How Genetically Modified Organisms (GMOs) Enter the Food Chain in non-GMO Producing Countries

The use of genetically modified organisms (GMOs) in livestock and crops, as well as trade and consumption of GMOs are highly controversial topics.

Proponents of genetic engineering argue that GMOs represent the only viable solution to food shortages in an ever-growing global population. They claim that the use of GMOs in agriculture and their consumption have caused no harm to livestock or humans so far. Heated debate also persists over GMO food labelling, with food manufacturers in the USA arguing that mandatory GMO labelling hinders the development of agricultural biotechnology, and may also “exacerbate the misconception” that GMOs endanger human health. Continue reading

Will Non-Transgenic GM Plants Win Favour with Regulators and the Public?

The creation of transgenic plants often involves the use of DNA sequences from bacteria and other non-plant organisms – in particular as vectors to introduce the desired genes. However, some people are concerned about the use of DNA from such distantly related sources, and regulators require separate rules to be complied with for transgenic plants compared to those derived by selective breeding. Could using plant-derived sequences help address those fears and reduce the regulatory burden for crop biotechnologists? 

Tony Conner and his colleagues from Plant and Food Research, New Zealand consider the potential for intragenic vectors in a paper in CAB Reviews. This involves finding DNA fragments within a plant species that are very similar to those from foreign DNA that have been used as vectors for many years. Various techniques have been developed, some involving small amounts of foreign DNA, but fully intragenic plants have no foreign DNA and are entirely composed from plant-derived sequences. 

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Why Can’t GM and Organic Just Get Along?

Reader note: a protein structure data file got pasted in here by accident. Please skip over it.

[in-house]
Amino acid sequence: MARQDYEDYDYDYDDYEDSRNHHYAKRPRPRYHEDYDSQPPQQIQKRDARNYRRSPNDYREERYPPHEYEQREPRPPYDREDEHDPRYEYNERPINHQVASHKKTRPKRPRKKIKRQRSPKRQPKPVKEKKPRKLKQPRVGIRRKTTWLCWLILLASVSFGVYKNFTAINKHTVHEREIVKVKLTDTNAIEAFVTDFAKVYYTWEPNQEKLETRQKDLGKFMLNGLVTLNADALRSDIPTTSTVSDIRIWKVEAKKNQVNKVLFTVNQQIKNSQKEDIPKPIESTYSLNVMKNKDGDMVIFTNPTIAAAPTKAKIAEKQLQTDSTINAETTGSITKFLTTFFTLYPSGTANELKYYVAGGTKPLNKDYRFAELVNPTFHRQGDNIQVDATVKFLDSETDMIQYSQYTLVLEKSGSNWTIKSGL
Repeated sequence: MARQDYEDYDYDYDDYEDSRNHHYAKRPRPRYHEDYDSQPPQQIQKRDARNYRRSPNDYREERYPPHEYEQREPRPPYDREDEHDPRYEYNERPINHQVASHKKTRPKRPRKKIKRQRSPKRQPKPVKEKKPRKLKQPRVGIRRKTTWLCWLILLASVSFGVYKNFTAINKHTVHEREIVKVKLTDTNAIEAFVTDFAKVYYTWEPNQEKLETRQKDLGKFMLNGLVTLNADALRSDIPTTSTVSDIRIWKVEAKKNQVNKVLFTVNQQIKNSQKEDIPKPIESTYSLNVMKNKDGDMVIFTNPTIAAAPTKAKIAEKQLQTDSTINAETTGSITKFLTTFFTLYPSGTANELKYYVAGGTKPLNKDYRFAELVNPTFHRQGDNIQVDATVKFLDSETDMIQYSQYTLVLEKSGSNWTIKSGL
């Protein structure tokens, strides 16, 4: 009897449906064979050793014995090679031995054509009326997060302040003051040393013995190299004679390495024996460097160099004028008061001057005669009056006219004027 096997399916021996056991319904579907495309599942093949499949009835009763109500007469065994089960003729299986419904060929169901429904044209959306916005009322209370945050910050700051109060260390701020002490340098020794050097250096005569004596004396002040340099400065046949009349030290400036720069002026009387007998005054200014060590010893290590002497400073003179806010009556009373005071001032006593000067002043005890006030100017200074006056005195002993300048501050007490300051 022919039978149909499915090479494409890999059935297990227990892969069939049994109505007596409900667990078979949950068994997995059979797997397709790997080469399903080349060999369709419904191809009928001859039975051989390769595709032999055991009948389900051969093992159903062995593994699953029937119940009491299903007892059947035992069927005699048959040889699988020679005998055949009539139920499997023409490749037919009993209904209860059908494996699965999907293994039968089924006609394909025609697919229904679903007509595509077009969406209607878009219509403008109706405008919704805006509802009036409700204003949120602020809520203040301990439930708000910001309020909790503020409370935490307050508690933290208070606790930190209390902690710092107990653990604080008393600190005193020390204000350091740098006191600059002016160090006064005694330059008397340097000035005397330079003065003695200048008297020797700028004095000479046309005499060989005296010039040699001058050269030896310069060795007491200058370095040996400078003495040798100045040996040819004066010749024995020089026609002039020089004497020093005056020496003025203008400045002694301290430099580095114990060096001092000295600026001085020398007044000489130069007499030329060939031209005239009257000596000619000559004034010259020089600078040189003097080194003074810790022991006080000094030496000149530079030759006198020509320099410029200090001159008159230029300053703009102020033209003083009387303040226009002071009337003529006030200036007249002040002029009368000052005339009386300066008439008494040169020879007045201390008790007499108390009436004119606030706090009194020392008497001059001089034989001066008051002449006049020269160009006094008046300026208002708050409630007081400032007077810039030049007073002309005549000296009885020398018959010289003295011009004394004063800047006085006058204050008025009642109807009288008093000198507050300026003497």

Growing of organic and genetically modified crops on neighbouring farms continues to be contentious, especially in Europe, but the issue of coexistence of same-species crops for different markets is not limited to GM. In a paper entitled “Can GM and organic agriculture coexist?”, Eberhard Weber points to the need for oilseed rape for cooking and industrial oil to be segregated, and similarly for crops for human food and animal feed for both maize and barley. Writing in CAB Reviews, he says that such situations work on the principle that some contamination will happen, but that “threshold values above zero for adventitious presence must be defined for coexistence rules.”

One company growing GM maize in Germany offered to buy maize from neighbouring non-GM farmers on the same conditions they would achieve without a GM neighbour. “The neighbouring farmers agreed, meaning that no coexistence problem arose,” says Weber, from Martin-Luther-University Halle-Wittenberg.

Weber notes that various organic organisations only require that the production process organic farmers use must not involve GMOs, rather than that they must ensure no GMO presence in their products. He quotes the International Federation of Organic Agriculture Movements: “Organic products are not defined as being free of unwanted pollution. Just as organic farmers cannot guarantee zero contamination from pesticides they do not use themselves, there is no way for them to guarantee that organic products will not be polluted by traces of GMOs.”

Weber looks at the various planting arrangements suggested to minimise gene flow to neighbouring fields. “Many experiments show that the GMO content is reduced with increasing distance as it should be, but no zero level can be achieved”. However, the variability of wind direction means no models can be entirely reliable.

As long as the same threshold value is valid for conventional and organic products, the GM farmer should not have to distinguish between neighbours with conventional and organic production, says Weber. ”The best way will always be agreement between farmers. As long as only farmers are involved, this can mostly be achieved.” However, he says that the involvement of other groups who try to influence political decisions on the rules make it difficult to predict the future of coexistence.

Can GM and organic agriculture coexist?”by  Eberhard Weber appears in CAB Reviews: Perspectives in Agriculture, Veterinary Science, Nutrition and Natural Resources, 2008, 3, No. 072, 8 pp.